- Keener v. Convergys Corp., 205 F. Supp. 2d 1374 (S.D. Ga. 2002), question certified to Georgia Supreme Court, 312 F.3d 1236 (11th Cir. 2002), certified question answered, 276 Ga. 808 (2003), aff’d in part and rev’d in part, 342 F.3d 1264 (11th Cir. 2003): The district court enjoined enforcement of the non-compete agreement that the defendant company had required its former employee, HunterMaclean’s client, to sign during his time with the company. The Eleventh Circuit suggested that the Georgia Supreme Court should change Georgia law, but the Supreme Court declined.
- Counts v. American General Life and Accident Ins. Co., 111 F.3d 105 (11th Cir. 1997): The Eleventh Circuit affirmed the district court’s grant of summary judgment for the defendant in this ERISA case involving the denial of long-term disability benefits.
- Brown v Gulfstream Aerospace Corp., 85 Fair Empl. Prac. Cas. 1046 (S. D. Ga. 2001): Eleventh Circuit affirmed dismissal of the case after plaintiffs had voluntary requested dismissal to revisit administrative remedies with the EEOC, but the EEOC declined to accept jurisdiction. When plaintiffs attempted to reopen the case, the district court agreed that the Title VII race claims were barred by limitations period.
- Finn v. Great Dane Trailers, Inc., 67 Empl. Prac. Dec. ¶43, 772 (S.D. Ga. Oct. 6, 1995): Summary judgment for defendant in this age and reverse discrimination (white male) case.
- EBM Group Corp. v. Gulfstream Aerospace Corp., 145 F.R.D. 8 (D.D.C. 1992): The district court granted defendant’s motion to dismiss for lack of personal jurisdiction.
- Savage v. Jefferson-Pilot Life Ins. Co., 1991 U.S. Dist. LEXIS 16521 (S.D. Ga. Oct. 28, 1991): Court granted defendant’s motion for summary judgment because the plaintiff had misrepresented her status as a smoker on her application for life insurance.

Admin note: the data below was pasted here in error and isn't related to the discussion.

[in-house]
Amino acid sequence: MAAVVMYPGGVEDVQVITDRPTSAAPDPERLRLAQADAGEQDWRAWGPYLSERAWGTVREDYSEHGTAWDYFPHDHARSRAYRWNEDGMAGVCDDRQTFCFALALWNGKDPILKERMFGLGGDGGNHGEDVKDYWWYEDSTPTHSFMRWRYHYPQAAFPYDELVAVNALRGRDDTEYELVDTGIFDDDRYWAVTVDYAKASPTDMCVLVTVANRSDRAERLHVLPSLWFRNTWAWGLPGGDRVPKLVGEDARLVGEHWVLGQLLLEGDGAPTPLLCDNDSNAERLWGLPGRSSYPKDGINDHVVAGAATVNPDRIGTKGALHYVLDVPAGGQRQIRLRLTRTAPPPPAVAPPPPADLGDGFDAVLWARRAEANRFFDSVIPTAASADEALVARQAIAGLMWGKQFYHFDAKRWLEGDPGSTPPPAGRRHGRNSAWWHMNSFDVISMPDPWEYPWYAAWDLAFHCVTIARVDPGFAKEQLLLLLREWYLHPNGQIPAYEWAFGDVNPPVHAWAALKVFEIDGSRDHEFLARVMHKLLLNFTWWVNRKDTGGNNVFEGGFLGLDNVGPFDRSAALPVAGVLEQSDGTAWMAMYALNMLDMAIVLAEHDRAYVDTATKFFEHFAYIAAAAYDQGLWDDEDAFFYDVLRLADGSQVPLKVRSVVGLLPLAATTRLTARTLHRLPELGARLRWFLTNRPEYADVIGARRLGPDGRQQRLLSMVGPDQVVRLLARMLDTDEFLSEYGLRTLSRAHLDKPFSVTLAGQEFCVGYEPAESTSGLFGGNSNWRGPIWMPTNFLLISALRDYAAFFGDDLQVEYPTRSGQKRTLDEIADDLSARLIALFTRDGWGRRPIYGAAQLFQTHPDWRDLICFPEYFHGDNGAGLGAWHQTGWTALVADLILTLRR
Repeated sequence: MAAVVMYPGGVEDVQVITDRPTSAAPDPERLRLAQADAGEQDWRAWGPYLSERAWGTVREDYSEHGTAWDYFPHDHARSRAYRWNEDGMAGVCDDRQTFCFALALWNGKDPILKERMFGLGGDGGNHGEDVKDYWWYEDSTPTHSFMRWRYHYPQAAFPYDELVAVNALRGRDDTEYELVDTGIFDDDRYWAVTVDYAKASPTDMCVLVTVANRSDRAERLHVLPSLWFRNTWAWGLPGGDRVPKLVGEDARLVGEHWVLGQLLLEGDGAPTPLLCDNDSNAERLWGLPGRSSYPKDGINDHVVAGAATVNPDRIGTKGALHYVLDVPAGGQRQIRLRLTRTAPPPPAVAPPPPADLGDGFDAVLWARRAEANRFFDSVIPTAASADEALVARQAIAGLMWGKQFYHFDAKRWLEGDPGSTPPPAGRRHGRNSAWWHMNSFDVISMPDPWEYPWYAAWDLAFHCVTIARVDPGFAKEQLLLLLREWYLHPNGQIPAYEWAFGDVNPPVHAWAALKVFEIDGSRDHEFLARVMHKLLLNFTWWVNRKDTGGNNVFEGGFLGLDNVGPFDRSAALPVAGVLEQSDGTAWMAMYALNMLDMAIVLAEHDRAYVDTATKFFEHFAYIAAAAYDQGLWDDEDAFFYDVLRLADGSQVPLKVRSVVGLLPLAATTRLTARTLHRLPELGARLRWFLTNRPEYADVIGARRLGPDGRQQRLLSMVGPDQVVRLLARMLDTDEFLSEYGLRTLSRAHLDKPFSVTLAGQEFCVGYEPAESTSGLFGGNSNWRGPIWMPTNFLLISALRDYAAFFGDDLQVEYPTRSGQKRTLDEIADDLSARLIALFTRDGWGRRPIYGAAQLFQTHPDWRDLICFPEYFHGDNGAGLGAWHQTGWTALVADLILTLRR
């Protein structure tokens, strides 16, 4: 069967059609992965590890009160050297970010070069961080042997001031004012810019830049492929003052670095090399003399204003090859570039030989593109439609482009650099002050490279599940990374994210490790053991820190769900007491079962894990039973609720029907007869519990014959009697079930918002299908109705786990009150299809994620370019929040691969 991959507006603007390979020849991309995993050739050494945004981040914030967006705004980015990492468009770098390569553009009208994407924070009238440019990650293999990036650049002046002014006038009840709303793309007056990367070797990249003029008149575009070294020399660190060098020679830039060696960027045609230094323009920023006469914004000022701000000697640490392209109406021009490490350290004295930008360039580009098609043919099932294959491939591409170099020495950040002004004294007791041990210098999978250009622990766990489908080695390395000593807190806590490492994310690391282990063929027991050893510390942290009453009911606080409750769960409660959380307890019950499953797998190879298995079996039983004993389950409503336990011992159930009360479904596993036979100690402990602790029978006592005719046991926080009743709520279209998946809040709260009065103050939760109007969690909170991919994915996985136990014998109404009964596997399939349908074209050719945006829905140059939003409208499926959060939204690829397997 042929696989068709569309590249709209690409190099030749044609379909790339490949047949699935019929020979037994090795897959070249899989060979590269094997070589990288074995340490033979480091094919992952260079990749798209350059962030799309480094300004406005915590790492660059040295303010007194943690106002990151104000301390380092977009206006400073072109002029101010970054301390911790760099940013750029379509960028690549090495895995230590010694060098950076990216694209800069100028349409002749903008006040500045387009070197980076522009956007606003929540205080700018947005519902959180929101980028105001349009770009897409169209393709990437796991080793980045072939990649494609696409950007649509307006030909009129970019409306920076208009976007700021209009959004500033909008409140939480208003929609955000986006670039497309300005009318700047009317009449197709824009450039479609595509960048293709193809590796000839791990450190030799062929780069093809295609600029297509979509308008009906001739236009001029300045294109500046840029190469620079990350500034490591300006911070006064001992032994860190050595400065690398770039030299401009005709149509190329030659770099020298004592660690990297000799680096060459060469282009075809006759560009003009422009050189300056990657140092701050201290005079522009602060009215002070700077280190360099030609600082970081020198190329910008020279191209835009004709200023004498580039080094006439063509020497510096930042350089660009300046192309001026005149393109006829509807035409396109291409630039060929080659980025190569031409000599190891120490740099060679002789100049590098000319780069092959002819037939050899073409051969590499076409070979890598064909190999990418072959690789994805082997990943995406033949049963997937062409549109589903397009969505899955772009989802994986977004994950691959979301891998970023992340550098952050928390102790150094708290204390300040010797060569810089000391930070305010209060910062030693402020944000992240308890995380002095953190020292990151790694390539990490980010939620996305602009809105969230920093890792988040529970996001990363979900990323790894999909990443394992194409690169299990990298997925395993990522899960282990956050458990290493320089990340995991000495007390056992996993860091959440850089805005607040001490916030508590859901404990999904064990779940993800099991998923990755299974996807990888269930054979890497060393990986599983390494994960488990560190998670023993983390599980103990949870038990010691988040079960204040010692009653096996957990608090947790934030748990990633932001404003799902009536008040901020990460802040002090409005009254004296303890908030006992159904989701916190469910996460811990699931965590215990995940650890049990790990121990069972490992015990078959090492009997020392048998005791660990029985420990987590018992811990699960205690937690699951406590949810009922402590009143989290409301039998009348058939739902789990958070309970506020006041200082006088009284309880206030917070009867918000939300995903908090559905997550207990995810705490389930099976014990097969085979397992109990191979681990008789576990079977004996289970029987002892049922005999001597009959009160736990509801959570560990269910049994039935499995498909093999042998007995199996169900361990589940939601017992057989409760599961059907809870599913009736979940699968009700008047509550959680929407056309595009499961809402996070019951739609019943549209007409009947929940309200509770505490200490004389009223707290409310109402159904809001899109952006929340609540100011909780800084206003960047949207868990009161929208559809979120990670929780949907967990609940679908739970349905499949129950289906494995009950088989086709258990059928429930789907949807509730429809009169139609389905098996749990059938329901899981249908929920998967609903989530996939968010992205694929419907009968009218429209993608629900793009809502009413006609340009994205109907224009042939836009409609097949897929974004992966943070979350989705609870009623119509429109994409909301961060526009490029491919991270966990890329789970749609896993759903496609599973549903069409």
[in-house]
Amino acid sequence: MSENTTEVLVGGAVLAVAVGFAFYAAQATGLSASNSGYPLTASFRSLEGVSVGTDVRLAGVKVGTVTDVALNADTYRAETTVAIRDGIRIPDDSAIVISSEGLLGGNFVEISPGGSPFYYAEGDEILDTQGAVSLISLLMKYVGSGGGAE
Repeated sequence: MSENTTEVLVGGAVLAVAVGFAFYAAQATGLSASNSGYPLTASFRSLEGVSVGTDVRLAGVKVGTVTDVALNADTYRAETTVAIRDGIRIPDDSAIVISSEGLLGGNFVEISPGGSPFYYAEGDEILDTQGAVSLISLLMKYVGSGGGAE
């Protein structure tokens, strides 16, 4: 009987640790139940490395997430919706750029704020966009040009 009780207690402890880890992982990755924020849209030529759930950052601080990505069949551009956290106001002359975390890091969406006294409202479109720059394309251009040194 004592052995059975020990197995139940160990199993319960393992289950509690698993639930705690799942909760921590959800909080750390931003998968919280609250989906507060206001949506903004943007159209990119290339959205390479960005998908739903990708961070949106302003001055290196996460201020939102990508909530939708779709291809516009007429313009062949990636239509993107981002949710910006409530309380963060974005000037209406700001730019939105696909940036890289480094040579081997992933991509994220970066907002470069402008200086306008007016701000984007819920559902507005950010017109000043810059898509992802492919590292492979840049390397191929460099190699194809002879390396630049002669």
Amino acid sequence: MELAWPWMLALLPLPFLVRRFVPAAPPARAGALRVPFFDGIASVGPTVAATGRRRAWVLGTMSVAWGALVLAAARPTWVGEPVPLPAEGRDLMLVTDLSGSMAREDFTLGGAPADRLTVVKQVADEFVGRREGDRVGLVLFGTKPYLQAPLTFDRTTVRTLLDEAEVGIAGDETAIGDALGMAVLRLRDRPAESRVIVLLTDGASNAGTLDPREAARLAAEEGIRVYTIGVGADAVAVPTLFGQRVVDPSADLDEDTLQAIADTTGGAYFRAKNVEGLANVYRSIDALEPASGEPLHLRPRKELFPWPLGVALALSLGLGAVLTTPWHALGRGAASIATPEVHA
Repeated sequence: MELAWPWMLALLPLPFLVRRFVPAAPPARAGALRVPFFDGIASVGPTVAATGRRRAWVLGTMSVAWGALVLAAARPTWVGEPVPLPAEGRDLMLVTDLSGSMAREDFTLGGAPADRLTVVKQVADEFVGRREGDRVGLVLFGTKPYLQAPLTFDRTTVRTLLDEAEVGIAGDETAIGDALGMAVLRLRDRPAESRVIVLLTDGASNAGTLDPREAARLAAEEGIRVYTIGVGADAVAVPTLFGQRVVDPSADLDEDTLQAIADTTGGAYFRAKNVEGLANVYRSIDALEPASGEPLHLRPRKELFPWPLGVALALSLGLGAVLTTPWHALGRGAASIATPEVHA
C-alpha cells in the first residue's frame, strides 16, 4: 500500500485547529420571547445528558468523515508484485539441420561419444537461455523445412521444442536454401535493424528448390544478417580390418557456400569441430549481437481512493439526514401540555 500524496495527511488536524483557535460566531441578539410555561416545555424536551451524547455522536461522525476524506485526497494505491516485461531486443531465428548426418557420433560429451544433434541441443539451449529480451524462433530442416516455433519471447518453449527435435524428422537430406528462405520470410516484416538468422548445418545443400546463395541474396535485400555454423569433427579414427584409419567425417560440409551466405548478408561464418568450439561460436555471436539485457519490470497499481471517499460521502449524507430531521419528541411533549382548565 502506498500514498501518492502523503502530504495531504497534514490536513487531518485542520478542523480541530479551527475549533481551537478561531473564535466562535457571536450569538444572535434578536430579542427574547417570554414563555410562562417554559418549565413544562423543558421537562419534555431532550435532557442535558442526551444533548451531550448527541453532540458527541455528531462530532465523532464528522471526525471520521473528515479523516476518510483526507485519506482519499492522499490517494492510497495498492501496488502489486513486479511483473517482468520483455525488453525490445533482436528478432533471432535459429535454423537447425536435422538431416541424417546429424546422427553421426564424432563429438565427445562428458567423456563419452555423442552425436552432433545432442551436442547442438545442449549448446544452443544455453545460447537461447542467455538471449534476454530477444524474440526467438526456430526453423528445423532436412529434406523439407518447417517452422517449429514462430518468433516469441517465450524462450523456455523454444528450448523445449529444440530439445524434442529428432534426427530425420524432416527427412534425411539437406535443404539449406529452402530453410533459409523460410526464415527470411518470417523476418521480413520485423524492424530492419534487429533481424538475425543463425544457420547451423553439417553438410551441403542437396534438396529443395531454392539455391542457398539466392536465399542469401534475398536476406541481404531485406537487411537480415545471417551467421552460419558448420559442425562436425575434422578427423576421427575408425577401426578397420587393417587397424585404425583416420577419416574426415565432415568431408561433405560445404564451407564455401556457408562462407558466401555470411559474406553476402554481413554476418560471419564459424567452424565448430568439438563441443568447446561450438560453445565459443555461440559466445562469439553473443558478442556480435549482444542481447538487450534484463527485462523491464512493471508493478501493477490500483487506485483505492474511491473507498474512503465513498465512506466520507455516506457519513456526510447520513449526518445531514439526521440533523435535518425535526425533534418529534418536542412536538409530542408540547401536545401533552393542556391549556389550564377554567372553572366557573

- Jones v. Westside-Urban Health Center, Inc., 771 F. Supp. 359 (S.D. Ga. 1991): After a jury verdict for the defendant in this Equal Pay Act and sex discrimination case, the district court denied the plaintiff’s motion for a new trial.
The 2013 HunterMaclean Critical Issues Forum addressed the logistics industry, which is a major economic engine for the port cities of Savannah and Brunswick and for the entire state of Georgia. A moderated panel addressed global competitiveness, infrastructure, technology, human resources, workforce needs, and much more. Includes a 3-minute highlight video and link to a video of the full 1-hour program.
One of Savannah’s largest employers, Gulfstream Aerospace Corporation designs, develops, manufactures, markets, services and supports the world’s most technologically advanced business-jet aircraft. HunterMaclean attorneys have worked with Gulfstream since it first moved to Savannah in 1967 with the encouragement and support of the late Malcolm R. Maclean, then a HunterMaclean partner and former Savannah mayor.
HunterMaclean proudly sponsors Armstrong Atlantic State University’s Moot Court Team, making it possible for Savannah-area undergraduates to compete and win at regional and national tournaments.
Byrd Cookie Company began as a small family-owned business in Savannah, Ga., in 1924 and has since earned its reputation as a national leader in the specialty food industry with products in stores nationwide. Over the past 26 years, HunterMaclean has guided Byrd Cookie Company through critical stages of business expansion.